Even when most adults feel fine, a third of them have a serious condition that could cause a heart attack, stroke or kidney failure. It’s known as high blood pressure or hypertension.
Most times, there are no symptoms, so people with high blood pressure think they’re perfectly healthy. But left untreated, it can lead to irreversible damage, or even death.
Here are five important things you should know.
1. There’s usually no single cause of hypertension.
Many people develop high blood pressure because of their lifestyle. Some things that can lead to hypertension:
- Being overweight
- Not getting enough physical activity
- Consuming too much salt
- Drinking too much alcohol
- Being under a lot of stress
Other factors may include:
- Age: Most people experience increased blood pressure as they get older.
- Medication: A side effect or interaction of some drugs can lead to hypertension.
- Sleep disorders: Over time, conditions like sleep apnea can lead to your blood pressure increasing to compensate for the lack of oxygen getting to your body.
- Health issues: Strokes, kidney disease, blood vessel disorders and cardiovascular problems can all increase your risk for hypertension.
- Genetic mutations: Monogenic hypertension is a rare mutation that accounts for fewer than 5 percent of hypertension diagnoses; most are diagnosed at a young age, with little or no control over development of HTN.
- Genetic variants: There are thousands of genetic variations that can make a person predisposed to hypertension; about 30 percent of hypertension cases have an abnormal genetic variant from genes a person has inherited from their family.
For the majority of people with high blood pressure, it’s because of a combination of lifestyle choices and environmental factors.
2. Blood pressure guidelines recently changed.
For many years, a blood pressure reading of 140/90 was considered high. Now, new guidelines classify 130/80 as the point when blood pressure should be treated, so more people than before are being told they have hypertension.
The new guidelines lead to earlier intervention, but this doesn’t necessarily mean medications are started earlier. It means we are paying attention to your blood pressure sooner.
We can help treat your blood pressure early, usually through lifestyle modifications, medications and monitoring, to make sure you get to — and stay in — a healthy range.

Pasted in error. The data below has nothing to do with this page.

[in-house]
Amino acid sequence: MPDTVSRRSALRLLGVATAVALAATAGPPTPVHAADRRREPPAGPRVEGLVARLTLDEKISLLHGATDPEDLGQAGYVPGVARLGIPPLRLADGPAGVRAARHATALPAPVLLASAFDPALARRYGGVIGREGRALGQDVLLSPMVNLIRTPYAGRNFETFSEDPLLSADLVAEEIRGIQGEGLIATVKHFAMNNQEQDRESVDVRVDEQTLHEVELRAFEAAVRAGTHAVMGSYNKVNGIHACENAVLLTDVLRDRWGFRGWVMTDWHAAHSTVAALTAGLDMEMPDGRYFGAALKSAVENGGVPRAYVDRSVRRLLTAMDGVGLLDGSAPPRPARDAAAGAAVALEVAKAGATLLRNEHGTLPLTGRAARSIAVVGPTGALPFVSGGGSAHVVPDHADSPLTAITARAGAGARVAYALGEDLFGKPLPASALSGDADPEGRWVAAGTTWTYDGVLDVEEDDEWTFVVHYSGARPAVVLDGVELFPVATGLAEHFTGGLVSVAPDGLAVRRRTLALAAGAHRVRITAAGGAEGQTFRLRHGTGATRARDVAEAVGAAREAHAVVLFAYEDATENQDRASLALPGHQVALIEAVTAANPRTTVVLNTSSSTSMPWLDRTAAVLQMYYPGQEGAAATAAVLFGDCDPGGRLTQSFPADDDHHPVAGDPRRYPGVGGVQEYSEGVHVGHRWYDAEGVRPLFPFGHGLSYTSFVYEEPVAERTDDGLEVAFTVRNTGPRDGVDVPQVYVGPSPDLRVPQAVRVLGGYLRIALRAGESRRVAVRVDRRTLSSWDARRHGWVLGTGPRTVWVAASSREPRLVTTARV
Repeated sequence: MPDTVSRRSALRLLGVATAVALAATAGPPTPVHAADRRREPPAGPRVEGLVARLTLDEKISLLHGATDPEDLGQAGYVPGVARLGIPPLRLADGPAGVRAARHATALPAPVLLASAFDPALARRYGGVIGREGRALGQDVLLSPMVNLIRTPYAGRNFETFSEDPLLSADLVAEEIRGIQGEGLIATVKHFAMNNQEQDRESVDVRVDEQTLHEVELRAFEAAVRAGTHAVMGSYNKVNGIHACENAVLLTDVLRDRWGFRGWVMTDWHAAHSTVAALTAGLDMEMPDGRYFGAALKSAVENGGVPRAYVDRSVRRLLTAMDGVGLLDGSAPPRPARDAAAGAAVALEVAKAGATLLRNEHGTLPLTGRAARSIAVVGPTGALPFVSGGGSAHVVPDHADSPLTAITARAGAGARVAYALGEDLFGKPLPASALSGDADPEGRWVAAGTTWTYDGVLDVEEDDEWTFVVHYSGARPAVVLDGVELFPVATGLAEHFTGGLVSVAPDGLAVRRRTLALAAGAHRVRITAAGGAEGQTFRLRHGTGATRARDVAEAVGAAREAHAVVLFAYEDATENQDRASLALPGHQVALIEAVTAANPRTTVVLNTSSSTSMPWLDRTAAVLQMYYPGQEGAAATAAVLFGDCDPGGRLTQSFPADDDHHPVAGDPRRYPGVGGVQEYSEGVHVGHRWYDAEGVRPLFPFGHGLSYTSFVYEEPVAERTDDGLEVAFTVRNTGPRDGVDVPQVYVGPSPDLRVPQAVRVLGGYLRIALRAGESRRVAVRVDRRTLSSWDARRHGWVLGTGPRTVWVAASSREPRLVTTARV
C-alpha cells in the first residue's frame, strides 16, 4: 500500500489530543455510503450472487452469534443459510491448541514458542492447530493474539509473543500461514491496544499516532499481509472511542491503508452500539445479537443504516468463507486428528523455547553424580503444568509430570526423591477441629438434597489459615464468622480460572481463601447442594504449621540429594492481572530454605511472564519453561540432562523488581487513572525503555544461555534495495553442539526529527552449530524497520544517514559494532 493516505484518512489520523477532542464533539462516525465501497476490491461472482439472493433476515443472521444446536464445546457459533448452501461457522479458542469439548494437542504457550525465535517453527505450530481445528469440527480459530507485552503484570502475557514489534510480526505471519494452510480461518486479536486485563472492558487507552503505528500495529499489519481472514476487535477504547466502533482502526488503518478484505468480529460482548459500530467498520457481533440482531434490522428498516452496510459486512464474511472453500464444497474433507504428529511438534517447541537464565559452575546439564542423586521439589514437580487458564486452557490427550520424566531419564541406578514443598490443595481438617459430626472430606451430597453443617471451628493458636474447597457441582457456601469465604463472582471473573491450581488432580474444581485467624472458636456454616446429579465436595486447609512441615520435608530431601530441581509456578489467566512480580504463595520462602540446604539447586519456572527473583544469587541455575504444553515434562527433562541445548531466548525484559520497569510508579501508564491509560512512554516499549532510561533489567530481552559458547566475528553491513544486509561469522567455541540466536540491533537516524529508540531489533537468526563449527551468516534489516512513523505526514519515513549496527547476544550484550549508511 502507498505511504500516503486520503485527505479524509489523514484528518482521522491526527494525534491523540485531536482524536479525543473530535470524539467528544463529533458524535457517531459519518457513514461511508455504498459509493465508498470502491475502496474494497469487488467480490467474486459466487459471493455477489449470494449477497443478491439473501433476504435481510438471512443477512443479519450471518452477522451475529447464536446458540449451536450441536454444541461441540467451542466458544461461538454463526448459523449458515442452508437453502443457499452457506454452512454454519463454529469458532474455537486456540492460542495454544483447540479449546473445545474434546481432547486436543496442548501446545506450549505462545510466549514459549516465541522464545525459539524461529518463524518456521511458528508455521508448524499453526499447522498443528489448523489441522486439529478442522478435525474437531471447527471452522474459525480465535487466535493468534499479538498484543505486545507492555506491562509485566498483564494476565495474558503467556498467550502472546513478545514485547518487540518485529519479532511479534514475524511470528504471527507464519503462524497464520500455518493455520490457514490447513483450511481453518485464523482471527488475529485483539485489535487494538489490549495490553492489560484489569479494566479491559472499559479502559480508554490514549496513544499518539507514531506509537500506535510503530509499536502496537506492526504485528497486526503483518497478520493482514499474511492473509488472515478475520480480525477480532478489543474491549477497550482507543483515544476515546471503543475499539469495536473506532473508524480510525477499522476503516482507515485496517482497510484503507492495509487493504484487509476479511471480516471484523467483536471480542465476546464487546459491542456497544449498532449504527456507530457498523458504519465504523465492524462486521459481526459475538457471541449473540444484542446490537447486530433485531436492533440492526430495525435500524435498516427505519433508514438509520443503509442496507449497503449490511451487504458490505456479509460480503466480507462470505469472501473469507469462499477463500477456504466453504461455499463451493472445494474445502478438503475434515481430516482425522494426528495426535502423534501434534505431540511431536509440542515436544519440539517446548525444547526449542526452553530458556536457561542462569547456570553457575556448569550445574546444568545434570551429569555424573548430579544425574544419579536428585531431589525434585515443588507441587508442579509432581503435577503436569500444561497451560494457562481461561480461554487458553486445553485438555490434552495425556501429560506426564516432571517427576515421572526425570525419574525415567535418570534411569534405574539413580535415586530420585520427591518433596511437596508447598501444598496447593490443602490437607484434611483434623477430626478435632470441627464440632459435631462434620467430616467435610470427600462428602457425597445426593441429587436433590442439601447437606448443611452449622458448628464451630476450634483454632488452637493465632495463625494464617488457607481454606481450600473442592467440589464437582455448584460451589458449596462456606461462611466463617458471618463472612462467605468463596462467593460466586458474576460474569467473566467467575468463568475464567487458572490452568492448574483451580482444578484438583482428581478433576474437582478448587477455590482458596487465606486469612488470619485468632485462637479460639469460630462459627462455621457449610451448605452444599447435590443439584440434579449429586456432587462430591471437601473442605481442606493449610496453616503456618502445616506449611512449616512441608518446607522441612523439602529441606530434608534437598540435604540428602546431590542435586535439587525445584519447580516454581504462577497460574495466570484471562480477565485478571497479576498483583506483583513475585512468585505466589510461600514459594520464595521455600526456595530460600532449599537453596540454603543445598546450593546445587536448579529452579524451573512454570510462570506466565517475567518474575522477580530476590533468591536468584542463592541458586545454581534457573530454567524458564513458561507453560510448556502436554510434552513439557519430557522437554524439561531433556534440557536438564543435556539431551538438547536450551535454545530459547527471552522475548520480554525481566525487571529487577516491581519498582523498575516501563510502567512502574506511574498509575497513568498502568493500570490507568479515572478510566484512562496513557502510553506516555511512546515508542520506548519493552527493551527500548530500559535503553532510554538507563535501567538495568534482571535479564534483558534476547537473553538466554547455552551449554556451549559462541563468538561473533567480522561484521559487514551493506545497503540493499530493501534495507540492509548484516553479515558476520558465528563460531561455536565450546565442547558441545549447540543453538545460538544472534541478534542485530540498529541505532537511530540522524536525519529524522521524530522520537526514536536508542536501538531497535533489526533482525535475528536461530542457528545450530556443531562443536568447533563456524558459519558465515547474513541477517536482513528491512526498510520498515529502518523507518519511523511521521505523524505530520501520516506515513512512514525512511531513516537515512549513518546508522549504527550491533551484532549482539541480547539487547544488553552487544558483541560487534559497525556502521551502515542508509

3. Ignoring high blood pressure can have serious consequences.
For a lot of people who don’t have other health problems, they feel fine and think they do not need to treat high blood pressure.
But sometimes it just takes education on what untreated high blood pressure can do to you over time.
With high blood pressure, your heart is beating at a higher resistance, doing more work to pump the same amount of blood.
This can cause cardiac remodeling, a heart attack or a stroke. It could also lead to several small strokes over a period of time because your brain isn’t getting the constant blood supply it needs.
Untreated high blood pressure can cause the structure of your kidneys to change, leading to kidney failure.
When you have high blood pressure, your body tries to preserve the function of your organs. It can affect your blood vessels, eyes and hormone levels. Over the years, those changes are irreversible.
4. Hypertension usually requires long-term management.
If your doctor recommends some lifestyle changes to help lower your blood pressure, they are not short-term options. If your blood pressure improves, you have to continue to make good choices to keep it at a healthy level; otherwise, it will get worse again.
The same goes for medication. Some people start treatments on their own or think they can stop taking medication as soon as their blood pressure improves. But if your doctor prescribes medication to help your hypertension, it usually means it will need to be managed over a long period of time.
5. You should fully understand your treatment plan.
Your doctor can have knowledge of all the medications and risks in the world, but if you don’t understand what’s wrong or why you need to be on medication, you may not have a lot of success.
I don’t give up on people because they say they don’t want medications or are misinformed about the effects of them. A good patient-doctor relationship is about communication.
Many patients have several risk factors for heart disease or stoke, so looking at the whole picture is key when treating high blood pressure.
Lifestyle changes are huge, but your doctor should also consider your medications and their interactions, potential allergies, your overall health and history, treatment costs and follow-up care.
An individualized treatment plan and continuous monitoring are important to get your hypertension under control.
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